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Since taking the helm of The New Yorker in 1998, David Remnick has returned the magazine to its profitable glory days. A graduate of Princeton University, he began his journalistic[…]

Does a Web presence compromise the New Yorker brand?

David Remnick: I think about this a lot, the New Yorker on the Web. And I think that if I were in Bill Keller’s position, which is the editor of the New York Times; or Lynn Downey’s at the Washington Post, my sense of the Web would be different than my sense as the editor of the New Yorker.

If you’re the editor of a newspaper, your sense of the Web is existential. In other words, if you’re honest with yourself, you know that nobody under a certain age, or essentially nobody, is reading the paper on paper, or going to read it on paper for much longer.

We know all the stuff about reading habits. I won’t bore you with it, but you know it to be the case. And it is probable that the best technology for reading the newspaper, for navigating the newspaper, not for advertising, but for reading the thing itself, is the Web.

Laptops get better. They become more portable. They’re unbelievably fast. You can search around them. To say nothing of the extra things that newspapers have learned to give their readers, including audio, video and what not.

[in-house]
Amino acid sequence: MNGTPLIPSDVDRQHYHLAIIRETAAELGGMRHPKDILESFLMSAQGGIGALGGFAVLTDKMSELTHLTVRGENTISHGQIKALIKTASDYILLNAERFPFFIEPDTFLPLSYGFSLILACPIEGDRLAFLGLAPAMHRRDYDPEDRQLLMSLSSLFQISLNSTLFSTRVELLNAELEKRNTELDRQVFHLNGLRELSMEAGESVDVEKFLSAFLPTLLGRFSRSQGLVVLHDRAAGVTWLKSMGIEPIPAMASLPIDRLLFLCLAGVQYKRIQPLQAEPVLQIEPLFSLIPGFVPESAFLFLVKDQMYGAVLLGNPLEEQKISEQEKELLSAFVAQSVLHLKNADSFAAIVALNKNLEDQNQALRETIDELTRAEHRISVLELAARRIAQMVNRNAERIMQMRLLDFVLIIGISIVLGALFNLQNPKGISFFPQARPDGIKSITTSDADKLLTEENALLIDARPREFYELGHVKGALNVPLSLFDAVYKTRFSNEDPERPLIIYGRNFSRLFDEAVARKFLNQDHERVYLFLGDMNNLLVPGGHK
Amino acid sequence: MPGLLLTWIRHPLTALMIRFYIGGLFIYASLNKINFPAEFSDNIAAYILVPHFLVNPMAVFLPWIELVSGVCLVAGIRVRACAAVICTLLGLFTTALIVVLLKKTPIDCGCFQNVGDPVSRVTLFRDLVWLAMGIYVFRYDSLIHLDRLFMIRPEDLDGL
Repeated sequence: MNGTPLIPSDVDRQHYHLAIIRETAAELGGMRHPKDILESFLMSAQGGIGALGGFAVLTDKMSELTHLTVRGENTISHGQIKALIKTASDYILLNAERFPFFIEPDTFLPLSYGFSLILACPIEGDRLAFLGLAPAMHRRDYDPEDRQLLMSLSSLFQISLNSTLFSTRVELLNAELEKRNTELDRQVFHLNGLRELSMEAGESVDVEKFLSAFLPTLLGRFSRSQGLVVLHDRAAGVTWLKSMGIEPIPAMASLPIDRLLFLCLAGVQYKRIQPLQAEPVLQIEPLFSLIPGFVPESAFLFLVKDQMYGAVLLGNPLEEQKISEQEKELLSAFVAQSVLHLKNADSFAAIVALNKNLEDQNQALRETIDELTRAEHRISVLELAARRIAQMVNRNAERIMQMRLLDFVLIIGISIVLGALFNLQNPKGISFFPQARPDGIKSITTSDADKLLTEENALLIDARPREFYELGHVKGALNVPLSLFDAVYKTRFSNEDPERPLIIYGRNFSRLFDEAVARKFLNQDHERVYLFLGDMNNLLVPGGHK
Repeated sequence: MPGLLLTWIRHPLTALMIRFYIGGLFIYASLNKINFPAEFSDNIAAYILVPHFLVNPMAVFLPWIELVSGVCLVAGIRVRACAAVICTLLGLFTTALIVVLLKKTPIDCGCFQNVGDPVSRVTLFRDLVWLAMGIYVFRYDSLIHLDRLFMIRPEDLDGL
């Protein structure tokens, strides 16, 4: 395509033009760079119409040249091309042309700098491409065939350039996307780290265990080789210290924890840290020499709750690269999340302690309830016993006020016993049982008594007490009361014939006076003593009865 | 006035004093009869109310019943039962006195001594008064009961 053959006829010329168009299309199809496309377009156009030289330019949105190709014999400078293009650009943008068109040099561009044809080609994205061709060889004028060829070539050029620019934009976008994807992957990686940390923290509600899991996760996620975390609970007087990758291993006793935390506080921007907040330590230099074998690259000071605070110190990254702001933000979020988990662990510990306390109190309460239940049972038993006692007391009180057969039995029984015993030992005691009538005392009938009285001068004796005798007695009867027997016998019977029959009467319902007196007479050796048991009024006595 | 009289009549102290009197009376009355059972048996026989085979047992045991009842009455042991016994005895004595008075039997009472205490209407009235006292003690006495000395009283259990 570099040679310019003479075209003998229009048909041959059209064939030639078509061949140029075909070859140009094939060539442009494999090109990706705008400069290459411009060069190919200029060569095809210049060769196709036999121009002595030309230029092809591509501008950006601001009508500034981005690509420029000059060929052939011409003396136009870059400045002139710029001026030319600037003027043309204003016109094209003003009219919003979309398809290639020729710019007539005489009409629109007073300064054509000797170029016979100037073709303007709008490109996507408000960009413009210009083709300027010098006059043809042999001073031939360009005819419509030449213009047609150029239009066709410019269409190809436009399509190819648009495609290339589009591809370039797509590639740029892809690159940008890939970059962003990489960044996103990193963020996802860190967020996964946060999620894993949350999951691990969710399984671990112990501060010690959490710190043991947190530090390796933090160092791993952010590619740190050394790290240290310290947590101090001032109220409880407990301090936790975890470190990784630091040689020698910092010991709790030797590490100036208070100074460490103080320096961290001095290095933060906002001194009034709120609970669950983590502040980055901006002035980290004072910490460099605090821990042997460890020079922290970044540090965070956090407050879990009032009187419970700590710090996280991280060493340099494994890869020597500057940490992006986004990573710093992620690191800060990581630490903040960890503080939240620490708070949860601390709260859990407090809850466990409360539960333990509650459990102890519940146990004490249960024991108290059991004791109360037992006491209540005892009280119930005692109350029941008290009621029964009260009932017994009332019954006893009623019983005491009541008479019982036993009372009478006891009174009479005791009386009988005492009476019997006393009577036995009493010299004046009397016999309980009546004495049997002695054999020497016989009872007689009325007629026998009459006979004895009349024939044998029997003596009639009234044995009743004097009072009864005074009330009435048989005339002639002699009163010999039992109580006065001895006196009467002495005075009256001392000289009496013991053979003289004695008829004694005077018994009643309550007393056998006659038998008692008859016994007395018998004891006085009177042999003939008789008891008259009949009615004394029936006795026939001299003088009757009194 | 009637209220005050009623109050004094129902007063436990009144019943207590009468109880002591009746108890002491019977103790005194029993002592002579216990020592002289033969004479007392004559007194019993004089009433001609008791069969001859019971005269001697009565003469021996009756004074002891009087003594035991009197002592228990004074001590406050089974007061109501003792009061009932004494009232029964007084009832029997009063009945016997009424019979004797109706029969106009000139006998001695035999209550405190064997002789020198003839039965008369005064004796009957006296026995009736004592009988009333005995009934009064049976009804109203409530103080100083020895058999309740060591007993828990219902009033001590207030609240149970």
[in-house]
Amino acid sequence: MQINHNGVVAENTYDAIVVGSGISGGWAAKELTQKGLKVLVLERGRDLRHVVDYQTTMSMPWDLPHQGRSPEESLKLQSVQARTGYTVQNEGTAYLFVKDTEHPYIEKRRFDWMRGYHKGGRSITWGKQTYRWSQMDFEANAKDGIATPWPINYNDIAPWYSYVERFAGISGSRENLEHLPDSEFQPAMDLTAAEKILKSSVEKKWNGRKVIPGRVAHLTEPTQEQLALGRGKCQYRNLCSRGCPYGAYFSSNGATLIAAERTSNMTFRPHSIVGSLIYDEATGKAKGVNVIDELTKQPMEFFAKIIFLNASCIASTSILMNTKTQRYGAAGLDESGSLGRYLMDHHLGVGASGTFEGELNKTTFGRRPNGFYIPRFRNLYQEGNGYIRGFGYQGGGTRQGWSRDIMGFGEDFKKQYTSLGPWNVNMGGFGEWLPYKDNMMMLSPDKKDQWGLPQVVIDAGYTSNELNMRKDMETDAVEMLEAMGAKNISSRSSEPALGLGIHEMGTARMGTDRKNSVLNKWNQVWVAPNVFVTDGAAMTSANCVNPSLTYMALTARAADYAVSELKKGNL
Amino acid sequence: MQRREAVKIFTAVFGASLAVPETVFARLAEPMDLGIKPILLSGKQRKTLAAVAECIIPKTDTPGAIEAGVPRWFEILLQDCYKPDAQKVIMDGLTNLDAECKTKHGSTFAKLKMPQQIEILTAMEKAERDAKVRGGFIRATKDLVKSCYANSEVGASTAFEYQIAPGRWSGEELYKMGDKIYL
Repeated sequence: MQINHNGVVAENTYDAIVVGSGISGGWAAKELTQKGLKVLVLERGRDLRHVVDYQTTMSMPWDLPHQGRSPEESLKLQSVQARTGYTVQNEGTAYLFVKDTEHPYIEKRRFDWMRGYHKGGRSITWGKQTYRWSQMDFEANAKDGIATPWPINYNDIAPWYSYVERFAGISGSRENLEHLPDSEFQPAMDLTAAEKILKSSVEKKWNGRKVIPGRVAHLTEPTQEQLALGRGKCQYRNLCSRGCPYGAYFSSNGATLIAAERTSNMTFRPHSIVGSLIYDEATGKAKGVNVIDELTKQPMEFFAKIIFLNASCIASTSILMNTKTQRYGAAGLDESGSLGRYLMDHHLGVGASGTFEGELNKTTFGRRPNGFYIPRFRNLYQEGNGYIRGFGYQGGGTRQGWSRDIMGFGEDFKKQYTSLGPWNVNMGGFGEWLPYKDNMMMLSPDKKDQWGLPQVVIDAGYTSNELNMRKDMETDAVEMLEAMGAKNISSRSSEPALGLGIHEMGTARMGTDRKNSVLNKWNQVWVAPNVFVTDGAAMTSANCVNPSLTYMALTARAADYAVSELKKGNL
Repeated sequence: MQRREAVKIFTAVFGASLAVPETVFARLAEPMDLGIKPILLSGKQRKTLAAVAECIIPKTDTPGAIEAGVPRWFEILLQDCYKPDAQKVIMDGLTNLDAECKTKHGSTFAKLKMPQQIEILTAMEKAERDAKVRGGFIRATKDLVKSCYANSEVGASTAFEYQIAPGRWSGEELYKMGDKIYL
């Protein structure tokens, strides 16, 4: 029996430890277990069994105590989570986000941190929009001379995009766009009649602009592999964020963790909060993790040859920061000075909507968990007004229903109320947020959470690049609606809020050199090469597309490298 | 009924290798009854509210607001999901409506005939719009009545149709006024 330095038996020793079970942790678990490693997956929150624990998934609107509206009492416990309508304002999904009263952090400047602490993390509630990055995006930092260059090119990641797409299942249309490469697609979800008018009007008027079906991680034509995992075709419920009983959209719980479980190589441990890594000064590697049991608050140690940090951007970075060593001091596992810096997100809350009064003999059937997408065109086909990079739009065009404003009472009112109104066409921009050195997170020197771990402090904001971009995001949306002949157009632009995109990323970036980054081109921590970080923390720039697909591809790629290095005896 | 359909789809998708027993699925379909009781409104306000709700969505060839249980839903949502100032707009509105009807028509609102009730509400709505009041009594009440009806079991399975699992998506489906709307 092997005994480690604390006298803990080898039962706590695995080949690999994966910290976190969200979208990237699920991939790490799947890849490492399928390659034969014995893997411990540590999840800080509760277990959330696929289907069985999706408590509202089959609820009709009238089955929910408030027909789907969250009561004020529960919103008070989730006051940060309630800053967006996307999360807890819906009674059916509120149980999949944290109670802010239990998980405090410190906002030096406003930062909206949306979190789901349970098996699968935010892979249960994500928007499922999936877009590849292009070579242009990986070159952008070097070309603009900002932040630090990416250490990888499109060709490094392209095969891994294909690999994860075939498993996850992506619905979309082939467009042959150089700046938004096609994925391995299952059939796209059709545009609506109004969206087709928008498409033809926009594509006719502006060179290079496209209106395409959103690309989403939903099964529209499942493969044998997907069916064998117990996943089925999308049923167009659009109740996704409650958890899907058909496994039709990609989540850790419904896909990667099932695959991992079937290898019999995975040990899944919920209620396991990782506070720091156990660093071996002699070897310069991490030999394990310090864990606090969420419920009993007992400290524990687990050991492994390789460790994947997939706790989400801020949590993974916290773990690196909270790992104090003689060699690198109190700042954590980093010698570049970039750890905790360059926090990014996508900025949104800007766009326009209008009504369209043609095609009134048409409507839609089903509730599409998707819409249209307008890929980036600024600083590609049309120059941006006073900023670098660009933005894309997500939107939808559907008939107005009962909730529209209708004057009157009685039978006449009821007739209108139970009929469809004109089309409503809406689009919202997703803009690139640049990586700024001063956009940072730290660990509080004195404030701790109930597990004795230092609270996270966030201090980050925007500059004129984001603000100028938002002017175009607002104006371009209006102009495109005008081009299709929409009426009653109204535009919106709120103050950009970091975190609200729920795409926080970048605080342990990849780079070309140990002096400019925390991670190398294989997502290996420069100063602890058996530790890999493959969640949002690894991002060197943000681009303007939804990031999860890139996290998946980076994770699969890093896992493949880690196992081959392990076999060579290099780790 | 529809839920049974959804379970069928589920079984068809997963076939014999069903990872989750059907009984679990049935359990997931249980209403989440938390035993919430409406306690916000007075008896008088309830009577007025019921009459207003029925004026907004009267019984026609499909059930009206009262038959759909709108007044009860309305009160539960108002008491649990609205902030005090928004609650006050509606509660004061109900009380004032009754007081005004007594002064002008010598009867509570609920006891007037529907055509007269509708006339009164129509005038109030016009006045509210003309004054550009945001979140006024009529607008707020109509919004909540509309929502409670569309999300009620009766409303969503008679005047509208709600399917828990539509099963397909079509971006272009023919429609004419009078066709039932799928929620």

On the other hand, it’s arguable that the best technology so far for reading, at least my magazine, the New Yorker, is the magazine. In other words, the best technology so far for reading a 14,000 word piece might be that thing you roll up, shove into your bag and take with you on the train that you can’t with the Web.

I don’t see many people reading long New Yorker pieces on a PDA in the subway, or on commuter trains or airplanes. I don’t.

Now all that said, I want to be there for everybody. And I want to develop a Web site that is there for everybody. I’ve got to make it work economically as well.

Now if you told me in 50 years the New Yorker won’t be on paper, I wouldn’t be shocked. I’d be sad maybe. I don’t think that’s the case, but again prediction is the lowest form of human endeavor, I think. My job is not that. My job is to be there for everyone; for them to read it in a way that’s convenient and even beautiful in both senses.

Question: Does a Web presence compromise the New Yorker brand? 

David Remnick: If the New Yorker is done poorly on the Web it will compromise the New Yorker. And we’ve thought about this a lot. 

In other words, if we try to keep pace with the Web so that we’re not checking things; so that it’s not proofread; so that it’s a mess, then we just become one more Web site. And then I’m not quite sure what we’re worth. If it’s done with the same sense of standards and care, then I’m happy to do it, enthusiastic to do it.


Recorded on Jan 7, 2008


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